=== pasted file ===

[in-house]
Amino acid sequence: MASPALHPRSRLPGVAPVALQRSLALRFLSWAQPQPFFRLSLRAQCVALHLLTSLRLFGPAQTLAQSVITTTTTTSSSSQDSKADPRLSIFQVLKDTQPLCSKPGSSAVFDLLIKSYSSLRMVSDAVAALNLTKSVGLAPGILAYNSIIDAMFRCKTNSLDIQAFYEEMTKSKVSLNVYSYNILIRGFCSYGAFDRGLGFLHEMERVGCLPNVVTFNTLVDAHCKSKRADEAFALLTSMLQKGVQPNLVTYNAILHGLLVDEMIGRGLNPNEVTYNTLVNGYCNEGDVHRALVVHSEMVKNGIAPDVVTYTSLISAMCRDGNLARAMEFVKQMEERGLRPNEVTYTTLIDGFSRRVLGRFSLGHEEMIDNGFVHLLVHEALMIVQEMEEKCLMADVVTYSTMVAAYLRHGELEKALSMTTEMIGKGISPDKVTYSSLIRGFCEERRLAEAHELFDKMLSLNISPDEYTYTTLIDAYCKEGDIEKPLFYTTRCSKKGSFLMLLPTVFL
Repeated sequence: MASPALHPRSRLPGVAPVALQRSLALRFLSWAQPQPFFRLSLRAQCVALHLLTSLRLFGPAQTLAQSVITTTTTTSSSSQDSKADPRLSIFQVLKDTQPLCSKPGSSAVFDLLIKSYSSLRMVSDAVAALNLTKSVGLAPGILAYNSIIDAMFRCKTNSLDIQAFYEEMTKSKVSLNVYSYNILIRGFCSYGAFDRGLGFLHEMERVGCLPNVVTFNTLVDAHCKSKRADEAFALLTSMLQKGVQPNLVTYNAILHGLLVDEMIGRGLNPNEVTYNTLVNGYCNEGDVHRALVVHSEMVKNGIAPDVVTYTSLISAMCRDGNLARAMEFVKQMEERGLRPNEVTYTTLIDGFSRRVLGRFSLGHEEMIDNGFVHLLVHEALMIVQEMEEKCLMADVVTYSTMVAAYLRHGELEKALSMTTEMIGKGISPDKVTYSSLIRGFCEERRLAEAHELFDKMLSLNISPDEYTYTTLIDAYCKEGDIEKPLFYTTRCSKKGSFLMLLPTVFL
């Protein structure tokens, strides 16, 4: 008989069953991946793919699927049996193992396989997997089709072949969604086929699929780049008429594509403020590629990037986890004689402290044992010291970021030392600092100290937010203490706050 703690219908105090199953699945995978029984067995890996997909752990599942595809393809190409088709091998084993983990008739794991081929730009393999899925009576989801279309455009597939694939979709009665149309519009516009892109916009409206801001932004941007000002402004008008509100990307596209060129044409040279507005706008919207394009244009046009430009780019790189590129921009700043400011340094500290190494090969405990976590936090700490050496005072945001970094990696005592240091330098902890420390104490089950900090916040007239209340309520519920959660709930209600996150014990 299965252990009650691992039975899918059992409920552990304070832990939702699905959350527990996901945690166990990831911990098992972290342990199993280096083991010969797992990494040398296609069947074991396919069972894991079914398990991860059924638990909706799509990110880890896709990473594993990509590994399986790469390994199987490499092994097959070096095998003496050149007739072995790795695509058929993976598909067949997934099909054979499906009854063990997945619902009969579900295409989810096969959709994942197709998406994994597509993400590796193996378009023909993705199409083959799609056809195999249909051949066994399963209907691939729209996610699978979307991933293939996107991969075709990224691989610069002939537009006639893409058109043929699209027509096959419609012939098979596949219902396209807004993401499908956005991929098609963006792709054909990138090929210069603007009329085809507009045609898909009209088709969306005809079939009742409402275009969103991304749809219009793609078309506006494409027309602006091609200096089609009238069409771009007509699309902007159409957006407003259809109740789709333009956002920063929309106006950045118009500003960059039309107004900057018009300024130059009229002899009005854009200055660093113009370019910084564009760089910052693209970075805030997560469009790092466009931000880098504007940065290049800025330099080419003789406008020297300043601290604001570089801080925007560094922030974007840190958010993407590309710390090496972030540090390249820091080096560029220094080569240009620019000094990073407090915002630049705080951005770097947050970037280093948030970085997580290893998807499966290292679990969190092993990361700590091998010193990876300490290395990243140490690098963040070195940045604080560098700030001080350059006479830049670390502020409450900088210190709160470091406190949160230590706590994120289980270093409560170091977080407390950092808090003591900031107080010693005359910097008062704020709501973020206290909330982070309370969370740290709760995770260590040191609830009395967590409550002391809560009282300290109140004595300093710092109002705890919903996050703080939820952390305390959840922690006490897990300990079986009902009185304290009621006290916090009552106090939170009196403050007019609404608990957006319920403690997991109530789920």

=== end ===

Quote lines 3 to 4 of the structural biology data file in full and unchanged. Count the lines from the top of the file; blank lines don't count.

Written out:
Repeated sequence: MASPALHPRSRLPGVAPVALQRSLALRFLSWAQPQPFFRLSLRAQCVALHLLTSLRLFGPAQTLAQSVITTTTTTSSSSQDSKADPRLSIFQVLKDTQPLCSKPGSSAVFDLLIKSYSSLRMVSDAVAALNLTKSVGLAPGILAYNSIIDAMFRCKTNSLDIQAFYEEMTKSKVSLNVYSYNILIRGFCSYGAFDRGLGFLHEMERVGCLPNVVTFNTLVDAHCKSKRADEAFALLTSMLQKGVQPNLVTYNAILHGLLVDEMIGRGLNPNEVTYNTLVNGYCNEGDVHRALVVHSEMVKNGIAPDVVTYTSLISAMCRDGNLARAMEFVKQMEERGLRPNEVTYTTLIDGFSRRVLGRFSLGHEEMIDNGFVHLLVHEALMIVQEMEEKCLMADVVTYSTMVAAYLRHGELEKALSMTTEMIGKGISPDKVTYSSLIRGFCEERRLAEAHELFDKMLSLNISPDEYTYTTLIDAYCKEGDIEKPLFYTTRCSKKGSFLMLLPTVFL
């Protein structure tokens, strides 16, 4: 008989069953991946793919699927049996193992396989997997089709072949969604086929699929780049008429594509403020590629990037986890004689402290044992010291970021030392600092100290937010203490706050 703690219908105090199953699945995978029984067995890996997909752990599942595809393809190409088709091998084993983990008739794991081929730009393999899925009576989801279309455009597939694939979709009665149309519009516009892109916009409206801001932004941007000002402004008008509100990307596209060129044409040279507005706008919207394009244009046009430009780019790189590129921009700043400011340094500290190494090969405990976590936090700490050496005072945001970094990696005592240091330098902890420390104490089950900090916040007239209340309520519920959660709930209600996150014990 299965252990009650691992039975899918059992409920552990304070832990939702699905959350527990996901945690166990990831911990098992972290342990199993280096083991010969797992990494040398296609069947074991396919069972894991079914398990991860059924638990909706799509990110880890896709990473594993990509590994399986790469390994199987490499092994097959070096095998003496050149007739072995790795695509058929993976598909067949997934099909054979499906009854063990997945619902009969579900295409989810096969959709994942197709998406994994597509993400590796193996378009023909993705199409083959799609056809195999249909051949066994399963209907691939729209996610699978979307991933293939996107991969075709990224691989610069002939537009006639893409058109043929699209027509096959419609012939098979596949219902396209807004993401499908956005991929098609963006792709054909990138090929210069603007009329085809507009045609898909009209088709969306005809079939009742409402275009969103991304749809219009793609078309506006494409027309602006091609200096089609009238069409771009007509699309902007159409957006407003259809109740789709333009956002920063929309106006950045118009500003960059039309107004900057018009300024130059009229002899009005854009200055660093113009370019910084564009760089910052693209970075805030997560469009790092466009931000880098504007940065290049800025330099080419003789406008020297300043601290604001570089801080925007560094922030974007840190958010993407590309710390090496972030540090390249820091080096560029220094080569240009620019000094990073407090915002630049705080951005770097947050970037280093948030970085997580290893998807499966290292679990969190092993990361700590091998010193990876300490290395990243140490690098963040070195940045604080560098700030001080350059006479830049670390502020409450900088210190709160470091406190949160230590706590994120289980270093409560170091977080407390950092808090003591900031107080010693005359910097008062704020709501973020206290909330982070309370969370740290709760995770260590040191609830009395967590409550002391809560009282300290109140004595300093710092109002705890919903996050703080939820952390305390959840922690006490897990300990079986009902009185304290009621006290916090009552106090939170009196403050007019609404608990957006319920403690997991109530789920």